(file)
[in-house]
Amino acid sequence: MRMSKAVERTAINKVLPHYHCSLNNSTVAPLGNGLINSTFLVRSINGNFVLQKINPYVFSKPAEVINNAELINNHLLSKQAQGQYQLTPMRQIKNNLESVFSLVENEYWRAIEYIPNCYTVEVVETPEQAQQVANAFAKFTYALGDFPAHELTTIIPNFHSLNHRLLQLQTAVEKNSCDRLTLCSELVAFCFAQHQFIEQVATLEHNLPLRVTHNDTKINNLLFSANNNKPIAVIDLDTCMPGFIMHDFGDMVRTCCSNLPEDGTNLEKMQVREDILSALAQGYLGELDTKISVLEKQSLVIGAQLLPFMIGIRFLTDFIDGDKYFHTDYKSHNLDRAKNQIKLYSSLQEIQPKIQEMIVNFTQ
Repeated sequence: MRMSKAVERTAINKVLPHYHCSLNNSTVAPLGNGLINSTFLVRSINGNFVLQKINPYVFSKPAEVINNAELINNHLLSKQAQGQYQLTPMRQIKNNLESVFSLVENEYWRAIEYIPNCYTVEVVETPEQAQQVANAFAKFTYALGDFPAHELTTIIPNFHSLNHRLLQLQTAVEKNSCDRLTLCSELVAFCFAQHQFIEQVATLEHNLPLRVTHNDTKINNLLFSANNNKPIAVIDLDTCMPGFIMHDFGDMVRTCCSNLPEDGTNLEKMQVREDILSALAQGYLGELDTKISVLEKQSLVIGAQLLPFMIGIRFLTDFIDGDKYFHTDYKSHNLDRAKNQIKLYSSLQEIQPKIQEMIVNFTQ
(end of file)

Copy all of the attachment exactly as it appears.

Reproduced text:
[in-house]
Amino acid sequence: MRMSKAVERTAINKVLPHYHCSLNNSTVAPLGNGLINSTFLVRSINGNFVLQKINPYVFSKPAEVINNAELINNHLLSKQAQGQYQLTPMRQIKNNLESVFSLVENEYWRAIEYIPNCYTVEVVETPEQAQQVANAFAKFTYALGDFPAHELTTIIPNFHSLNHRLLQLQTAVEKNSCDRLTLCSELVAFCFAQHQFIEQVATLEHNLPLRVTHNDTKINNLLFSANNNKPIAVIDLDTCMPGFIMHDFGDMVRTCCSNLPEDGTNLEKMQVREDILSALAQGYLGELDTKISVLEKQSLVIGAQLLPFMIGIRFLTDFIDGDKYFHTDYKSHNLDRAKNQIKLYSSLQEIQPKIQEMIVNFTQ
Repeated sequence: MRMSKAVERTAINKVLPHYHCSLNNSTVAPLGNGLINSTFLVRSINGNFVLQKINPYVFSKPAEVINNAELINNHLLSKQAQGQYQLTPMRQIKNNLESVFSLVENEYWRAIEYIPNCYTVEVVETPEQAQQVANAFAKFTYALGDFPAHELTTIIPNFHSLNHRLLQLQTAVEKNSCDRLTLCSELVAFCFAQHQFIEQVATLEHNLPLRVTHNDTKINNLLFSANNNKPIAVIDLDTCMPGFIMHDFGDMVRTCCSNLPEDGTNLEKMQVREDILSALAQGYLGELDTKISVLEKQSLVIGAQLLPFMIGIRFLTDFIDGDKYFHTDYKSHNLDRAKNQIKLYSSLQEIQPKIQEMIVNFTQ